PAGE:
I think you're failing to see the ingenuity of post-WIMP interaces here. I'll give a simple example : The game of Puzzle Bobble. On a traditional WIMP devised system like a desktop computer, its played with the keyboard. Because it is, the imput methods are highly abstracted from the game play itself and gap between what the user sees and what needs to be done to control the slingshot is quite big. So there's an initial barrier to overcome before these movements are stored in motor memory and the control becomes natural. Compared to keyboards, the mouse pointer already lowered this barrier a great deal, albeit not completely. One could design Puzzle Bobble to be played with a mouse pointer, which would lower the bar, but still have quite a few limitations in terms of presicion, and muscular strain when playing for extended periods of time. On a more general note, people who never used a mouse before initially struggle with it as well. On a post-wimp smartphone device, the barrier is much lower than the keyboard or even the mouse. In Puzzle Bobble, the player can manipulate the slingshot directly. He he can play the entire game with one finger, instead of using a multitude of buttons. Because he is able to manipulate the object so directly, things like controlling the velocity of the ball become possible. Things like controlling velocity or force have always been awkward with buttons.

Lets take another example : a PDF reader. You could design its UI with traditional UI elements : menus, resizable windows, scrollbars, ... or you could design it just fullscreen and that you can flick a page with your finger. Which one of the two is more intuitive and more adapted to a smartphone screen real estate?


-Information (Modern cellphones are already bad at this due to the limitations of touchscreen hardware, combined with a tendency to manufacture them in a very small form factor. Attempting to mimick large objects on such a small screen is only a way to further reduce the allowed information density)


Thats why you have things like tap to focus and pinch to zoom, to complement information density.


-Comprehension (Mostly a limitation of touchscreens rather than skeumorphic design, but since touchscreens offer no form of "hover" feedback and mobile phone screens are way too small, developers often resort to obscure icons in order to shoehorn their UIs in small form factors)


I'd argue that comprehension is the biggest drawback of a traditional WIMP design because :

- its interfaces as we know them are highly abstract, there is little correlation between what we see on screenand what humans know outside the world of the computer screen,

- The set of objects in traditional WIMP interfaces are quite limited. This was less of an issue when computers weren't all that powerful and thus couldn't do that much, but the system has since grown way beyond its initial boundaries, making featureful applications overly complex.


-Error management (When you try to mimick real-world objects, you have to ditch most of the WIMP error feedback mechanisms, without being able to use real world objects' ones because they are strongly related to their three dimensional shape)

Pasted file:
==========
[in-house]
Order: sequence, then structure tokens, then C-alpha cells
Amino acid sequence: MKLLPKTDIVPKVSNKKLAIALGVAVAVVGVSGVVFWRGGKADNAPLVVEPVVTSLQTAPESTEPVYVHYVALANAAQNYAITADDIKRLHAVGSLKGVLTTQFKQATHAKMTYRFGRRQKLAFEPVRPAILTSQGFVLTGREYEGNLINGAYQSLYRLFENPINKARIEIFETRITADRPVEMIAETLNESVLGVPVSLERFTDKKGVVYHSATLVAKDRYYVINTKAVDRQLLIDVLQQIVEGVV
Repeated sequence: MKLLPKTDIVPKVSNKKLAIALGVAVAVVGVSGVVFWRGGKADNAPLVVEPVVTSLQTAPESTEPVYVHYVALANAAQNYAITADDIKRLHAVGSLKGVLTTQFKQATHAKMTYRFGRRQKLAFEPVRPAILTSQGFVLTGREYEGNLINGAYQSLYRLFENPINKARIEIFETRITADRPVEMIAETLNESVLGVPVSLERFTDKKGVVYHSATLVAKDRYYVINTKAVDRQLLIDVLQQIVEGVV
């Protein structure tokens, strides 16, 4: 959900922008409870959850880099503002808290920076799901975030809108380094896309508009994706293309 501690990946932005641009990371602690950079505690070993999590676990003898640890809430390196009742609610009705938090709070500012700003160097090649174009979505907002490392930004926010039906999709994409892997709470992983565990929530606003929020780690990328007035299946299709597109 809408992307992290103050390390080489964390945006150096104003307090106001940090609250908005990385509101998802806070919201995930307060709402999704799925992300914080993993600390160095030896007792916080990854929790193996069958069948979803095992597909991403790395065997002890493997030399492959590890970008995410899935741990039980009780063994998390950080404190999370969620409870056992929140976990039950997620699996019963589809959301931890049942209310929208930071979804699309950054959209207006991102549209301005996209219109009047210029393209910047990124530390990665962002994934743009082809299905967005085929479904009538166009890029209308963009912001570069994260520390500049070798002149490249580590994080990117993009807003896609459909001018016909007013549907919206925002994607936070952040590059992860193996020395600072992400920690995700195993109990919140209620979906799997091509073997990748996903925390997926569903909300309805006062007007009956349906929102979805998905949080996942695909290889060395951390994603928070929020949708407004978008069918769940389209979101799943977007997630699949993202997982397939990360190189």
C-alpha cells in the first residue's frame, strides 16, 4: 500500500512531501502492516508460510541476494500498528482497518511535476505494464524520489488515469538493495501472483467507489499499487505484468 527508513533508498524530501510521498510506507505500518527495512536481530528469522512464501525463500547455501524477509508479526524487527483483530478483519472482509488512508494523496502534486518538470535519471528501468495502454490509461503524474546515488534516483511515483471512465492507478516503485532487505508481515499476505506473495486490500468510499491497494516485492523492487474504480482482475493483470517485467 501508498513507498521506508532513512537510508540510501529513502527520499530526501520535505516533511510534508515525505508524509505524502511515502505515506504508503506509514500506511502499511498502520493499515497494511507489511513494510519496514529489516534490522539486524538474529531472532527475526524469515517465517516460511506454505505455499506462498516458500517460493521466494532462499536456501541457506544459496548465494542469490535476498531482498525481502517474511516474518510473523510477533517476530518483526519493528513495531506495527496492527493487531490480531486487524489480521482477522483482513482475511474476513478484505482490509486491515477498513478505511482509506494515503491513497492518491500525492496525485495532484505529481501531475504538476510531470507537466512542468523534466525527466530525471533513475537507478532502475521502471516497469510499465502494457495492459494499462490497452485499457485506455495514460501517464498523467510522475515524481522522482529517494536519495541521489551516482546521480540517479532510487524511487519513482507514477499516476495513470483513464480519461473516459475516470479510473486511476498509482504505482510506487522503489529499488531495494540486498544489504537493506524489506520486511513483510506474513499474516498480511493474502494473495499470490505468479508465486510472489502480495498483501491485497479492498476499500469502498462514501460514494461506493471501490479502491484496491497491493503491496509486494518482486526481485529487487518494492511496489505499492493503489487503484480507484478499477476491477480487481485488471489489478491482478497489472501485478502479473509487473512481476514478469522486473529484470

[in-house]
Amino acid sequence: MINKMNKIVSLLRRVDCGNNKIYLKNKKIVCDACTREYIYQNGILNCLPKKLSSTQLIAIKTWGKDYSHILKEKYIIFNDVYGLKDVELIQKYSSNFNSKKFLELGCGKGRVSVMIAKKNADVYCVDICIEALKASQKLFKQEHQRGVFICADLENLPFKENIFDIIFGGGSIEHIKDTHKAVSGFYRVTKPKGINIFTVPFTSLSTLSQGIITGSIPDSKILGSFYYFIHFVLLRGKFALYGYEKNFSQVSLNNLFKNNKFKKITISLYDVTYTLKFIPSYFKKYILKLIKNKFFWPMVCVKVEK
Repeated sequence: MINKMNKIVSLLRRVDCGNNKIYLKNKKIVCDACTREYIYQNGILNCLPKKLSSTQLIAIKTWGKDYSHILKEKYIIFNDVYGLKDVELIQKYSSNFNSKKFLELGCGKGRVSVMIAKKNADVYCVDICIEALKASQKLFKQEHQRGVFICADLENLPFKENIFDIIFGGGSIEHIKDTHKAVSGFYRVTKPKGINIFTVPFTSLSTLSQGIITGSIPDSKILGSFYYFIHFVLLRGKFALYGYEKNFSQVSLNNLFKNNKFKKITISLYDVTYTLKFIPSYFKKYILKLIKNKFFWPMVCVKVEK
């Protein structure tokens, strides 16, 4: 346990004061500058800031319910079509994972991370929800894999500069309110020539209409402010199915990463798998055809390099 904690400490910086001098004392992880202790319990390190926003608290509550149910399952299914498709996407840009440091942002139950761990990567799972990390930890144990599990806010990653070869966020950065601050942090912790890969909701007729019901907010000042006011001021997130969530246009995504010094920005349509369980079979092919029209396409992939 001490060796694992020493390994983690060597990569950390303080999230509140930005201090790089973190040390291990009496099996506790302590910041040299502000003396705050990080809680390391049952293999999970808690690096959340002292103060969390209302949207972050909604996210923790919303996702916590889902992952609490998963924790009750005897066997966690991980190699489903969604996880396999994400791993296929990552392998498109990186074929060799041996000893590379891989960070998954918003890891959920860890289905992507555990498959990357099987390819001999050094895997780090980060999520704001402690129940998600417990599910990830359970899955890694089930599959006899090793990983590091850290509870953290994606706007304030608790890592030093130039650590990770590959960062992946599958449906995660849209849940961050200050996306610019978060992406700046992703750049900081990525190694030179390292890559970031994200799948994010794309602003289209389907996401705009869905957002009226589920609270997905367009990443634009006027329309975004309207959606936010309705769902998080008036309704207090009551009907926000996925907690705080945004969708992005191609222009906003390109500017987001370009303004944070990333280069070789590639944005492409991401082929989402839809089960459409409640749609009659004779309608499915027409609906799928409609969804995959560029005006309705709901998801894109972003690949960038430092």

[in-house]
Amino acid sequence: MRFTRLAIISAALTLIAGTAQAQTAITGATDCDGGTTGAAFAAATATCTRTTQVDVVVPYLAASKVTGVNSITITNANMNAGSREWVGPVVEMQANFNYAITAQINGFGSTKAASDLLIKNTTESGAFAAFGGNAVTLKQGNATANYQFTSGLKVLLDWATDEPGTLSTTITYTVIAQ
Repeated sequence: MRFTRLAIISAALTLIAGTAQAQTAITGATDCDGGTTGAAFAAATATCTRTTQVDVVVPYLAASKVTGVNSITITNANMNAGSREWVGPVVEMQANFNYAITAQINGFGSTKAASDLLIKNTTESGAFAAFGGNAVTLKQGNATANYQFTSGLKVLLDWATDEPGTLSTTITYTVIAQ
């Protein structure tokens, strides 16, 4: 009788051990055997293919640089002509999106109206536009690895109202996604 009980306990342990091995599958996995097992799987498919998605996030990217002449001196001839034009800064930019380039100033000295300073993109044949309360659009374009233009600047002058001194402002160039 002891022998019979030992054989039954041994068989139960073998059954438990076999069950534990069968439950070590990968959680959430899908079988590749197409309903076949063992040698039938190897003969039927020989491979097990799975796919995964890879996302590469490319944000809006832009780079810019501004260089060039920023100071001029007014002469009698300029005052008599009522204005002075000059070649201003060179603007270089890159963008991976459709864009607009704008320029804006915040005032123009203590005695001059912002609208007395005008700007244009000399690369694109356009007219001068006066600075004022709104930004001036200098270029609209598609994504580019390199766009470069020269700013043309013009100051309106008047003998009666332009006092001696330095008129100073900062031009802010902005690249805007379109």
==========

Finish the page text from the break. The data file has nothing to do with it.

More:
You could make more direct error messages instead of having to rely on the primitive WIMP feedback mechanisms like dialogs.


-Speed (Software UIs can offer physically impossible workflows that are much faster than anything real-world objects can do. If you want to mimick the physical world, you have to lose this asset, without losing the intrinsically slow interaction of human beings with touchscreens)


I don't agree with you here. Traditional WIMP UI's can be inherently slower as well depending on the use cases. Consider an application that allows you to control the speed and the pitch of audio in real time. Implement it in WIMP-driven desktop or laptop first using the normal HI conventions, then implement it in a Skeuomorphic way on a touch screen. Which will be faster to use? on a WIMP device, you only have one pointer. So you're never able to manipulate both pitch and speed at the same time, requiring you to jump from one to the other all the time with your pointer. On a post PC with multitouch, this problem does not exist.

Another example : Lets make a software synthesizer. Doing it in a WIMP fashion It will most probably consist of an array of sliders, buttons and labeled input fields. A skeuomorphic one will be composed out of virtual knobs and a virtual keyboard. While the first one might be more precise, the latter one will be a lot more intuitive and be a lot more inviting to tinkering and experimenting, triggering creativity a lot more. And it will be a lot more fun to use!


-Accessibility (Give an touchscreen to your old grandpa who has got Parkinson, and see how well he fares with these small interfaces without any haptic feedback. Not a problem with computer mices, which are relative pointers whose sensitivity can be reduced at will)


Traditional WIMP interfaces fail at persons who are blind. Your point being? And, I bet my old grandpa (if he were still alive) would have a much easier time searching whatever he's forgotten today with Siri, rather than typing things into a google like interface on your WIMP device.


[q]
I believe that most of this still holds for tablets, although some problems related to the

Reply Parent Score: 1